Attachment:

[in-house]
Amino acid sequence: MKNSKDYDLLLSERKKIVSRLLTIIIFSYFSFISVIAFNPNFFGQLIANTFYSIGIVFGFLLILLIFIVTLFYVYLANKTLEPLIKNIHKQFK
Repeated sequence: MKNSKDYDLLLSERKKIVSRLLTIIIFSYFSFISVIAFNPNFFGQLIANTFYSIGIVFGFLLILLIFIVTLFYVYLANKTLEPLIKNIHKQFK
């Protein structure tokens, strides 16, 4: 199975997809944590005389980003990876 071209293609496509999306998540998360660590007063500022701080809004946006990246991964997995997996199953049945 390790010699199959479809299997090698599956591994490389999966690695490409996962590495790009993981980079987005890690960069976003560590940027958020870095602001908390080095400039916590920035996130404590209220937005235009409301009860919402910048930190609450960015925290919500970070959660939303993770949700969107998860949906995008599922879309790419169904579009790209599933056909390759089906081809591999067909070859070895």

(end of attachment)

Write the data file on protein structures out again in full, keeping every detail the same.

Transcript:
[in-house]
Amino acid sequence: MKNSKDYDLLLSERKKIVSRLLTIIIFSYFSFISVIAFNPNFFGQLIANTFYSIGIVFGFLLILLIFIVTLFYVYLANKTLEPLIKNIHKQFK
Repeated sequence: MKNSKDYDLLLSERKKIVSRLLTIIIFSYFSFISVIAFNPNFFGQLIANTFYSIGIVFGFLLILLIFIVTLFYVYLANKTLEPLIKNIHKQFK
């Protein structure tokens, strides 16, 4: 199975997809944590005389980003990876 071209293609496509999306998540998360660590007063500022701080809004946006990246991964997995997996199953049945 390790010699199959479809299997090698599956591994490389999966690695490409996962590495790009993981980079987005890690960069976003560590940027958020870095602001908390080095400039916590920035996130404590209220937005235009409301009860919402910048930190609450960015925290919500970070959660939303993770949700969107998860949906995008599922879309790419169904579009790209599933056909390759089906081809591999067909070859070895």